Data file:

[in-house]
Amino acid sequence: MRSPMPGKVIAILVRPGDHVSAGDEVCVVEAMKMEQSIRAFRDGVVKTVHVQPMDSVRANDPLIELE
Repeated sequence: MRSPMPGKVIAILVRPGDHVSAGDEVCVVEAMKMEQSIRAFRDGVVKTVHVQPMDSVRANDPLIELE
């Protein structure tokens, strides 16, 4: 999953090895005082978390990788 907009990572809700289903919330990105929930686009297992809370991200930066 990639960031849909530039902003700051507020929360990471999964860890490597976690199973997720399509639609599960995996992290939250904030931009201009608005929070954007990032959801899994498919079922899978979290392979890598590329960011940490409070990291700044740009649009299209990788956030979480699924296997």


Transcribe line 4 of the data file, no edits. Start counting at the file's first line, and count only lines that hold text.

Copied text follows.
């Protein structure tokens, strides 16, 4: 999953090895005082978390990788 907009990572809700289903919330990105929930686009297992809370991200930066 990639960031849909530039902003700051507020929360990471999964860890490597976690199973997720399509639609599960995996992290939250904030931009201009608005929070954007990032959801899994498919079922899978979290392979890598590329960011940490409070990291700044740009649009299209990788956030979480699924296997």